The sterling growth of Japans solar industry may begin to slow this year rather than in 2017, believe many commentators at the PV Expo Japan event that opened today in Tokyo, but the fall away is unlikely to be as steep as some had feared.
On day one of the show, held in conjunction with Japans Smart Energy Week, crowds were as busy as last year despite repeated warnings from the industry that difficult times lie ahead for Japans solar industry.
Recent changes announced to the countrys energy sector include a 11% reduction to the feed-in tariff (FIT), an end to tax breaks for commercial solar installations, and the introduction of a reverse auction process that is set to seriously alter the landscape of Japanese PV deployment.
These liberalizations of the market had prompted some analysts to forecast something of a goldrush for solar in Japan this year. In February, Bloomberg New Energy Finance (BNEF) reported that it expects Japan to grow by between 13.2 GW and 14.3 GW in 2016.
However, Izumi Kaizuka from RTS Corporation told pv magazine that they expect the market to grow by approximately 8 GW in 2016, echoing projections by Kyocera that forecast a 7.9 GW market for fiscal year (FY) 2017, which begins on April 1.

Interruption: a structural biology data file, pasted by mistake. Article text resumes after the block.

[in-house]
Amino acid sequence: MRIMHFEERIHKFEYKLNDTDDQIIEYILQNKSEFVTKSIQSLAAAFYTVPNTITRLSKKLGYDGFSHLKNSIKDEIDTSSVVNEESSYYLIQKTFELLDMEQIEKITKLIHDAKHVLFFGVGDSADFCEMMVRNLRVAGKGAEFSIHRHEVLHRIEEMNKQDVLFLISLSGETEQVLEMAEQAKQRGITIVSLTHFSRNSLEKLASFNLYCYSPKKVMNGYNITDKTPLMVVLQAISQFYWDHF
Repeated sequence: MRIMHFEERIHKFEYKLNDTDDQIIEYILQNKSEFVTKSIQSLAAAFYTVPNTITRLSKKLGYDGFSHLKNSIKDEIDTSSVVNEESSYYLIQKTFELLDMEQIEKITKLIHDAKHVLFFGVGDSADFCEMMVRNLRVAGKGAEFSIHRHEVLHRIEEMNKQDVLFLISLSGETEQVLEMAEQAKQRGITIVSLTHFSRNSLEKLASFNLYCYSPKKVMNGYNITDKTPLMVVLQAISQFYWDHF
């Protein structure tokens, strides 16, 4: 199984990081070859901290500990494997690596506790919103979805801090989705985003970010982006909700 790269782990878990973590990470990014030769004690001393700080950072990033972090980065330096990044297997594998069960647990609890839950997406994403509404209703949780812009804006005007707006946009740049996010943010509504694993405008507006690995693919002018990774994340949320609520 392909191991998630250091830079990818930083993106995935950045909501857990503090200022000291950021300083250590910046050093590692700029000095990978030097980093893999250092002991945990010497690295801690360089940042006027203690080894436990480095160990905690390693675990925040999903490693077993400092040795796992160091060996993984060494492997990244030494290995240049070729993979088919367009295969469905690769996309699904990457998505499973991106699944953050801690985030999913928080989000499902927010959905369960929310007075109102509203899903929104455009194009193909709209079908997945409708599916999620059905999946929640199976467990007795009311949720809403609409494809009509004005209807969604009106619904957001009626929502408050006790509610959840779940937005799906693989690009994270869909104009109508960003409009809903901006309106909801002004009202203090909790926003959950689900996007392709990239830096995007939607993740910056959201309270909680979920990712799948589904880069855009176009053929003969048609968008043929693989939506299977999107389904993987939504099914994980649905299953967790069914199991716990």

For 2017 the market is likely to grow by 7-8 GW and that will gradually shrink over the next few years to a sustainable 3-4 GW market, but this wont be until about 2020, Kaizuka said. By that date, the residential and commercial sectors will be account for about 80% of the market.
Ichiro Ikeda, the general manager of Kyoceras marketing division for the corporate solar energy group, presented to pv magazine company data that suggests Japan will end the current fiscal year with 9.8 GW of new solar PV installed, suggesting that the peak will occur at the end of this month, before the slow contraction to 7.9 GW for FY 2017, and an incremental decrease from there on.
Mega solar projects wont be feasible so the goal is to ensure that the approved projects are completed.But Kyocera will focus largely now on the residential market, which has a lot of scope to grow, even with the changes to the feed-in tariff.